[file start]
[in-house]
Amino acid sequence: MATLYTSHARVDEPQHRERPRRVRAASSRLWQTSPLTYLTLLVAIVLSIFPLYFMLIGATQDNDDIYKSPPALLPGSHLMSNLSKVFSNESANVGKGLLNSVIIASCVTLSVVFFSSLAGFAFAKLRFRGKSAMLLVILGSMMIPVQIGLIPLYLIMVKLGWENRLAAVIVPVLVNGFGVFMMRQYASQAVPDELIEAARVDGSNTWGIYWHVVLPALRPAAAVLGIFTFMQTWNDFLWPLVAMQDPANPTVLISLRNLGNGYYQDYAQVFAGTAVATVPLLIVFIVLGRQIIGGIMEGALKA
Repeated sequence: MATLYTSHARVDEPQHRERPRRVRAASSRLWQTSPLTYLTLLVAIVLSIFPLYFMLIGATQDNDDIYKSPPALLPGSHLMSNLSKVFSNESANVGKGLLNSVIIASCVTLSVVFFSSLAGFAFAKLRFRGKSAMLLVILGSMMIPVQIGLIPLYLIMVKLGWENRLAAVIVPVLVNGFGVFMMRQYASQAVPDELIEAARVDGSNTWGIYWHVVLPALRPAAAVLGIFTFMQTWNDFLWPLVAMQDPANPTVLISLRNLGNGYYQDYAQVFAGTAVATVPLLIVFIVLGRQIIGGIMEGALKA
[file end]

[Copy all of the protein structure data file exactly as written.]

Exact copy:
[in-house]
Amino acid sequence: MATLYTSHARVDEPQHRERPRRVRAASSRLWQTSPLTYLTLLVAIVLSIFPLYFMLIGATQDNDDIYKSPPALLPGSHLMSNLSKVFSNESANVGKGLLNSVIIASCVTLSVVFFSSLAGFAFAKLRFRGKSAMLLVILGSMMIPVQIGLIPLYLIMVKLGWENRLAAVIVPVLVNGFGVFMMRQYASQAVPDELIEAARVDGSNTWGIYWHVVLPALRPAAAVLGIFTFMQTWNDFLWPLVAMQDPANPTVLISLRNLGNGYYQDYAQVFAGTAVATVPLLIVFIVLGRQIIGGIMEGALKA
Repeated sequence: MATLYTSHARVDEPQHRERPRRVRAASSRLWQTSPLTYLTLLVAIVLSIFPLYFMLIGATQDNDDIYKSPPALLPGSHLMSNLSKVFSNESANVGKGLLNSVIIASCVTLSVVFFSSLAGFAFAKLRFRGKSAMLLVILGSMMIPVQIGLIPLYLIMVKLGWENRLAAVIVPVLVNGFGVFMMRQYASQAVPDELIEAARVDGSNTWGIYWHVVLPALRPAAAVLGIFTFMQTWNDFLWPLVAMQDPANPTVLISLRNLGNGYYQDYAQVFAGTAVATVPLLIVFIVLGRQIIGGIMEGALKA